Syria and the Art of Moral Imperialism

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The conflict in Syria has been going on for over two years now, and President Obama has been doing everything he can to stay out of it, but now there is talk in the media of an attack, possibly this week. Confronted by growing evidence that the Assad government has used poison gas against civilians, President Obama now has to make good on all his talk about red lines. (Barry Crimmins recently said, “If we’re prepared to use force on people who commit chemical warfare, when do we attack Monsanto?”) He is reportedly studying different options that have been presented to him by the military. However, a White House spokesman, Jay Carney, has said, “The options that we are considering are not about regime change.” So what are Obama’s aims then? My guess is that he is going to carry out a one-off attack, similar to Clinton’s missile strike in Khartoum or Reagan’s bombing of Libya. Obama can then say that the U.S. has shown zero tolerance towards the use of chemical weapons, to the applause of his supporters. The attack will increase tensions with Russia and with Iran, but it will be a small price to pay so that the U.S. can maintain its facade of moral high-mindedness.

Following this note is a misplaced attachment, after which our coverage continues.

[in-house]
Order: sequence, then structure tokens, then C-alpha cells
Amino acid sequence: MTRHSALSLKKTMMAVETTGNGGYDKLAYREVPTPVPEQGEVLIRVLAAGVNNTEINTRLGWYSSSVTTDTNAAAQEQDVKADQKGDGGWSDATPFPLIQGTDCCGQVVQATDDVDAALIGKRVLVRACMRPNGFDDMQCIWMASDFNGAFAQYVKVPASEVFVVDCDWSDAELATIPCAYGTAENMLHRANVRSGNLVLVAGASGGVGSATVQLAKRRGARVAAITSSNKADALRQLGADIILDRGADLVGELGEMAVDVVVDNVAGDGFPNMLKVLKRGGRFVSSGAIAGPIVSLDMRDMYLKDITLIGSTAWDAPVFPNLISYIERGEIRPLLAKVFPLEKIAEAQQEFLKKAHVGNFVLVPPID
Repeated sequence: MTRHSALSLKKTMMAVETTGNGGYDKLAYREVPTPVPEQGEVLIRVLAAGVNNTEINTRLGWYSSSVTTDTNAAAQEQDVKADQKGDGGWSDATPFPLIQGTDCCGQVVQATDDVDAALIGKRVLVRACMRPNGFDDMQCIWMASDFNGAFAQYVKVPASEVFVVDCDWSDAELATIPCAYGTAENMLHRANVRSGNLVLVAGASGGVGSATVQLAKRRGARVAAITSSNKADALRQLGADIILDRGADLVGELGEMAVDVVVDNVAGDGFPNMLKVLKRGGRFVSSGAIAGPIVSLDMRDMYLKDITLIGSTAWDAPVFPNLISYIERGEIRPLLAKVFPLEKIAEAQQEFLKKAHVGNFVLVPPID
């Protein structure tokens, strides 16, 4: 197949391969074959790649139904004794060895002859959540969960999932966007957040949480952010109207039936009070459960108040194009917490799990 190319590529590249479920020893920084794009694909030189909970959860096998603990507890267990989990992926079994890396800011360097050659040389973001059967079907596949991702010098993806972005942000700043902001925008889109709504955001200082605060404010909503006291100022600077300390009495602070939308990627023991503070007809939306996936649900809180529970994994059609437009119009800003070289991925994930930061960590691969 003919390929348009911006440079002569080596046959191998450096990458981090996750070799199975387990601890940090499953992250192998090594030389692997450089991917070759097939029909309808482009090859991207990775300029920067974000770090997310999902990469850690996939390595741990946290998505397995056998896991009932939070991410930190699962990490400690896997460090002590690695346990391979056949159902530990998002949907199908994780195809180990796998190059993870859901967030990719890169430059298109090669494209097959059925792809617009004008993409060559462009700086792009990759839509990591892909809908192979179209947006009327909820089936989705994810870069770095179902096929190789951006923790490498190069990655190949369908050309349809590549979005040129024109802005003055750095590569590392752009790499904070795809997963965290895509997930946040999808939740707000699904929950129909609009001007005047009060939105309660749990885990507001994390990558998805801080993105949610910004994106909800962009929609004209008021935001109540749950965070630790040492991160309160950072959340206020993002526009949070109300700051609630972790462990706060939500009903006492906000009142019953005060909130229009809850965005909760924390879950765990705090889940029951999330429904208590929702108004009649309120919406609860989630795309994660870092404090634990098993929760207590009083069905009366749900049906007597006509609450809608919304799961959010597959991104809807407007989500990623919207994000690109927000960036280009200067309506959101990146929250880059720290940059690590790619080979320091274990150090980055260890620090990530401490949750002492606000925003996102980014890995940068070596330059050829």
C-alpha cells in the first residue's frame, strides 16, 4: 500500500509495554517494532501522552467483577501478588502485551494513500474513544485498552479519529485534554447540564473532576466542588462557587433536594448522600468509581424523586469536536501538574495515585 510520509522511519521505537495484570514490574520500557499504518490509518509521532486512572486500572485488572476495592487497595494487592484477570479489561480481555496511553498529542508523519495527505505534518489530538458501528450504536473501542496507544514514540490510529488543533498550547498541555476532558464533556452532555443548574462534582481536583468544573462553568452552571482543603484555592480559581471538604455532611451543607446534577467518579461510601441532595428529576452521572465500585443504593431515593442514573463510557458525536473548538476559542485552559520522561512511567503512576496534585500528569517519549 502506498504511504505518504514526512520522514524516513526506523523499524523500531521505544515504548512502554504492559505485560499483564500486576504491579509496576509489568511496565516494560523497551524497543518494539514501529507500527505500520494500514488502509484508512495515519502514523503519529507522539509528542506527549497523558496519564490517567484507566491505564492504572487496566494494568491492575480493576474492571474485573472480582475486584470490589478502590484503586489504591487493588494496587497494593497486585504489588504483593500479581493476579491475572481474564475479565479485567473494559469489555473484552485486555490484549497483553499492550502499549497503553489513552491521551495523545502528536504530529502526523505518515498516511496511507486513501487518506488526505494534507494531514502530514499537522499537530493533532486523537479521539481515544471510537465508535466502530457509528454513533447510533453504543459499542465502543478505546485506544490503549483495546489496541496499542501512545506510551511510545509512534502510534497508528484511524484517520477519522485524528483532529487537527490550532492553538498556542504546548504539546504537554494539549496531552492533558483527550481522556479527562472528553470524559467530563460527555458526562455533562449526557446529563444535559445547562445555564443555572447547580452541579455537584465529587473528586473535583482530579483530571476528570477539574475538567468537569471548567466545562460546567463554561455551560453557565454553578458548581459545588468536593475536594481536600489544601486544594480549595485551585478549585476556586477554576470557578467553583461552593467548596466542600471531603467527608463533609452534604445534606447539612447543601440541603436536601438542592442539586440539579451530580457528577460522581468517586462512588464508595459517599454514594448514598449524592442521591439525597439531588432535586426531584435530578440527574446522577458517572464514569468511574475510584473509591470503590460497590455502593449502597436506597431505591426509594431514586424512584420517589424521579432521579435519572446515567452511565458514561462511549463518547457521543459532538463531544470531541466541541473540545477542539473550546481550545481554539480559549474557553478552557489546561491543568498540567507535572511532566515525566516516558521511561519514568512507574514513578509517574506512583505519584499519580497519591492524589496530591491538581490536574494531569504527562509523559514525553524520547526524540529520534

We have come a long way since the giddy days following the invasion of Iraq, when there was delirious talk about the prospect of U.S. troops marching through the streets of Damascus and Teheran. I argued in an earlier post that the U.S. empire is not in decline, and I still hold that view. What has happened is that the Iraq War and its aftermath has taught the U.S. ruling class to take a more realistic view of what it can and cannot do, as well as to take a more realistic view of the internal politics of other countries. (Contrast Gen. Dempsey’s sober assessment of the Syrian opposition with the neoconservatives’ love affair with the convicted embezzler, Ahmad Chalabi.) In that respect, it can be argued that the U.S. empire is actually in better shape today than it was under George W. Bush.

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